1. Take trial lessons with at least 3 different teachers.
Sample and choose and never feel bad if you think you need to move on. This is not a charity, it’s your musical future. You always have a right to find a better fit.
2. Figure out who the best teacher is, not who is the most famous. We all can be star struck sometimes. You need training more than info. Check out my other blog on how to pick a teacher and good teaching.
3. Study with someone online.
- The internet has democratized location. Live somewhere rural, or no where near the best teacher, or don’t have a ride? No problem.
- Online teaching has never been easier and gets better every day. It’s 80% as good, and 10% better than in person.
- The Good - study with anyone, save money because no middleman bureaucracy like a school, more convenient, save on transportation time and costs, possible to meet for two 30 minute weekly lessons (or more frequently) which can be better.
- The Bad - can be frustrating and more tiring on Zoom, helpful to have good mic/internet/computer, hard to work on tone/sound so most likely need to supplement with in person lessons or by sending recordings.
If you want to compete for the very top schools you will likely need a professional teacher.
Investigate local university teachers, freelance teachers, and orchestra players - Consider that the best teacher may be a local grad student, a contrabassoonist, a retired band director, or of course the famous principal player in your area.
Most big cities have freelancers who have specialized in teaching and consistently send students to top music schools.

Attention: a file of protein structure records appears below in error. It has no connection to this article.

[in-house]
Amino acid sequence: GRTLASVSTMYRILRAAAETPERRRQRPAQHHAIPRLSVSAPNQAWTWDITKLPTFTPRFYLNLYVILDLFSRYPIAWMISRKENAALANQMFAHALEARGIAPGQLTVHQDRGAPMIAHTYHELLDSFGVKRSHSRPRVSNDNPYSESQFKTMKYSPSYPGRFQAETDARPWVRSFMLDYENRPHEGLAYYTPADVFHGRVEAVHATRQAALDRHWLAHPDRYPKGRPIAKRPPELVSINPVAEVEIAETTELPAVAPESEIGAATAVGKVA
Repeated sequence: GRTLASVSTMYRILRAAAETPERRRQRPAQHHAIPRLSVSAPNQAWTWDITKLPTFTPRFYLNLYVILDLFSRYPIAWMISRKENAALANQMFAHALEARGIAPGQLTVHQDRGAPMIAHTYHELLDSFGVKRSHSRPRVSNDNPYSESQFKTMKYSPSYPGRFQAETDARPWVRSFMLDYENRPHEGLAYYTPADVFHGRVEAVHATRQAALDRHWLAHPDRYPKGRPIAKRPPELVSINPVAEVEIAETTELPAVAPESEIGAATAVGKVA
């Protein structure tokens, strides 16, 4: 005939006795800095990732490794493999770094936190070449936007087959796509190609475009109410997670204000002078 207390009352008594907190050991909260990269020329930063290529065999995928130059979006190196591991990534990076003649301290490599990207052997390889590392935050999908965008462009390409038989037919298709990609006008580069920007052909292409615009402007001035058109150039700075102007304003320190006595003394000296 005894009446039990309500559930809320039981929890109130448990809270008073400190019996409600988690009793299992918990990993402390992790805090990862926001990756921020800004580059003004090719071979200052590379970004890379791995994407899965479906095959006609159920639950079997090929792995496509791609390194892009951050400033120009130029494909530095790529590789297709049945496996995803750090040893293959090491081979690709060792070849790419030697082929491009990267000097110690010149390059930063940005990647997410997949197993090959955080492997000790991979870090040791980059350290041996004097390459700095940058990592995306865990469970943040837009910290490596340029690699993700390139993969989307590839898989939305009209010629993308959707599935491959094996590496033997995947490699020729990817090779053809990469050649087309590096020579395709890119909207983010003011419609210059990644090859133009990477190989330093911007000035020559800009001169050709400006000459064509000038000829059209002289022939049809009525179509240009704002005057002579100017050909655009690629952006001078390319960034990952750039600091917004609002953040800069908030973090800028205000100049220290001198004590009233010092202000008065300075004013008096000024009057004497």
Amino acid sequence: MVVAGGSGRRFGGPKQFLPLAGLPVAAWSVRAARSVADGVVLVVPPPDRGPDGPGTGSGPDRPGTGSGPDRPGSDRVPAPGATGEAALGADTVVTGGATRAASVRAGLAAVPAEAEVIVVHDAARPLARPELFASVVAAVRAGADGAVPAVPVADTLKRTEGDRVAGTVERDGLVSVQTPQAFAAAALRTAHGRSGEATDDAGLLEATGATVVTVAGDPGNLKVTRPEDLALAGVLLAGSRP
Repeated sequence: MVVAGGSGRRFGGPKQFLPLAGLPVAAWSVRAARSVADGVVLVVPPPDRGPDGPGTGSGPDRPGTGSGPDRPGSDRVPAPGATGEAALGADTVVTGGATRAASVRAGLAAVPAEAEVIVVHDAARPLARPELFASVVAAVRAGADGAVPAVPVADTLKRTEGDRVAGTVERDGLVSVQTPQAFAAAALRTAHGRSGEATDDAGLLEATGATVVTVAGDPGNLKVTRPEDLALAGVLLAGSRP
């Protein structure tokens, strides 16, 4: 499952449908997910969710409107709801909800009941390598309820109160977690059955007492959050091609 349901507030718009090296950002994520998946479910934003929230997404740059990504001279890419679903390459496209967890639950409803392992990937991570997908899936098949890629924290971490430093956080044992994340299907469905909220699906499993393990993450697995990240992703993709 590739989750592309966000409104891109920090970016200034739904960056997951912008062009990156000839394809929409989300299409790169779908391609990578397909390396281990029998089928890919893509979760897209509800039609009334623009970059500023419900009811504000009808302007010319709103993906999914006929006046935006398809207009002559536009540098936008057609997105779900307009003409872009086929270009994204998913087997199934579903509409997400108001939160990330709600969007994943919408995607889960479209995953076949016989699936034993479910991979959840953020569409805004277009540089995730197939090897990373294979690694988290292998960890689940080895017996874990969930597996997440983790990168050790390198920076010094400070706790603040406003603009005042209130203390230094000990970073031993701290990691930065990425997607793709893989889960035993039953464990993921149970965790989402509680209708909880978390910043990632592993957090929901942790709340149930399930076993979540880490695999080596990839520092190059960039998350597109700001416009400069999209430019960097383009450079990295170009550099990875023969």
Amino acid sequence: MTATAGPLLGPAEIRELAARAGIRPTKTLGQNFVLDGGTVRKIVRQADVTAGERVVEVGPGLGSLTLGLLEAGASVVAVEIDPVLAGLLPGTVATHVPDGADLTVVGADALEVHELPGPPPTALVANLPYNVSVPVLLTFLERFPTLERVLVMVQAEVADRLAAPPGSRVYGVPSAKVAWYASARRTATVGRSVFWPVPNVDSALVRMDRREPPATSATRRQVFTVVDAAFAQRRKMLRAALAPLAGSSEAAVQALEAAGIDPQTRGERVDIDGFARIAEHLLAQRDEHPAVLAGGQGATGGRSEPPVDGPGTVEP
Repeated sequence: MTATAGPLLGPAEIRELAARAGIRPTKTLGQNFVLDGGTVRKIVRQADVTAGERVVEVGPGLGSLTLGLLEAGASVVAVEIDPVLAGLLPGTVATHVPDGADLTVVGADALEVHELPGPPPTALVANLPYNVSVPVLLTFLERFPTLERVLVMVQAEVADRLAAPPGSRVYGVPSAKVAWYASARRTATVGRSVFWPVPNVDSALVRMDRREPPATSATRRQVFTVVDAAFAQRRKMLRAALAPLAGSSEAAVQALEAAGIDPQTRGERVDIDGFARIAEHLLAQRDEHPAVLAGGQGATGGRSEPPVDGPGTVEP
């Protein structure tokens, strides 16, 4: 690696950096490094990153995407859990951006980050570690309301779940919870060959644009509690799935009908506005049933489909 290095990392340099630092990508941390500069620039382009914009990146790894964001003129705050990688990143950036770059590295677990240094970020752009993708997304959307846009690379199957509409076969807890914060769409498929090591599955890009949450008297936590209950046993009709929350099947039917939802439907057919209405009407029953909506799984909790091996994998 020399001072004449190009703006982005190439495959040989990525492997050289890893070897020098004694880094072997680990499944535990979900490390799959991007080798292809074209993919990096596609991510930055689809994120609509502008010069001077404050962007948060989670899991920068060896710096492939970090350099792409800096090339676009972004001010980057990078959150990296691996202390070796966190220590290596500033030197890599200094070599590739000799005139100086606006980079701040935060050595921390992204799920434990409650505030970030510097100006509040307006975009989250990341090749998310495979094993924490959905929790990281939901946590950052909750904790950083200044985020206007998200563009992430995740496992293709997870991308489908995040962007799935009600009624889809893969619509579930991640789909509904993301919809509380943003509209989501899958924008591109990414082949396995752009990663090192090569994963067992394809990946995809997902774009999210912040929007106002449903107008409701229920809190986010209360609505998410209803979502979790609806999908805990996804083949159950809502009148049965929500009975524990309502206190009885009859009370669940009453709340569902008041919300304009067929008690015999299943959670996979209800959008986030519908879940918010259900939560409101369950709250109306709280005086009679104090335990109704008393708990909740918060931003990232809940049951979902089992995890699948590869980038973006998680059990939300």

Ask other players in your youth orchestra, district honor band, all-state ensembles, etc for their teacher’s contact info and take a trial lesson. Be respectful to your current teacher by letting them know you are going to take a lesson with someone else. Be polite about it, perhaps “ask” if you can take another lesson, but don’t let them pressure you out of it. You have the right to switch at any time. You are the customer.
If the person you want to study with says no, ask again once a month. Be persistent. Build a relationship until they say yes. Ask what you can do to get to the level they would teach.
Ask the teacher at the college program you want to go to if they know anyone or have former students in your area.
Take lessons every week. I’ve thought many times that I knew how to practice on my own, but I didn’t. If LeBron James has basketball coaches, you need a coach on your instrument too. If you don’t feel motivated to take lessons, find a new teacher that will challenge and inspire you.
How did you find your teacher?